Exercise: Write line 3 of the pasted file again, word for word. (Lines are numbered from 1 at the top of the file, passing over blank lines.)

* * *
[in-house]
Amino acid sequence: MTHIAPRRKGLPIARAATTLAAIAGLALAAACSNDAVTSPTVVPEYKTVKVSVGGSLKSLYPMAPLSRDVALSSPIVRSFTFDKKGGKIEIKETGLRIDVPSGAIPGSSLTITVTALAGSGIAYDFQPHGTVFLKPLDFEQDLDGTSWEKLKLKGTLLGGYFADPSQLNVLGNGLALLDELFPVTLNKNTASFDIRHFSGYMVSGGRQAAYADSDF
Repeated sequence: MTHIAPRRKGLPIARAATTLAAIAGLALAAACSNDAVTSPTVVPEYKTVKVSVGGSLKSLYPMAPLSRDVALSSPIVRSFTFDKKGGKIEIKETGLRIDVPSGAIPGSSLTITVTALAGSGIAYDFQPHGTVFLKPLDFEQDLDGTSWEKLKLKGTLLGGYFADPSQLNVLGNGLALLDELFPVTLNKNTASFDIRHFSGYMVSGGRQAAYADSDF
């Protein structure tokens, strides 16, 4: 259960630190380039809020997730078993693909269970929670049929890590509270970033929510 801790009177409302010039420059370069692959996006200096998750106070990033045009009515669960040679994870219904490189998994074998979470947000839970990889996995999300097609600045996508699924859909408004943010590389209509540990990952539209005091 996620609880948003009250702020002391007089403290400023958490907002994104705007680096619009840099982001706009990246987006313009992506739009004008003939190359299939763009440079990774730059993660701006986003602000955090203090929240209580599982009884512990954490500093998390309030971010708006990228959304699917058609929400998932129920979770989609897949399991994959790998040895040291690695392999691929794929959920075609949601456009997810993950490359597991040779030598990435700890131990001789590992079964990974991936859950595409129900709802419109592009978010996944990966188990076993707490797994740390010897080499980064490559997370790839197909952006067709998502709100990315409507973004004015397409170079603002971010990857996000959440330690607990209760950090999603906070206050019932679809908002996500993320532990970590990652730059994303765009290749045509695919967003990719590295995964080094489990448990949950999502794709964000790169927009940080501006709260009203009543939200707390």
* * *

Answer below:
Repeated sequence: MTHIAPRRKGLPIARAATTLAAIAGLALAAACSNDAVTSPTVVPEYKTVKVSVGGSLKSLYPMAPLSRDVALSSPIVRSFTFDKKGGKIEIKETGLRIDVPSGAIPGSSLTITVTALAGSGIAYDFQPHGTVFLKPLDFEQDLDGTSWEKLKLKGTLLGGYFADPSQLNVLGNGLALLDELFPVTLNKNTASFDIRHFSGYMVSGGRQAAYADSDF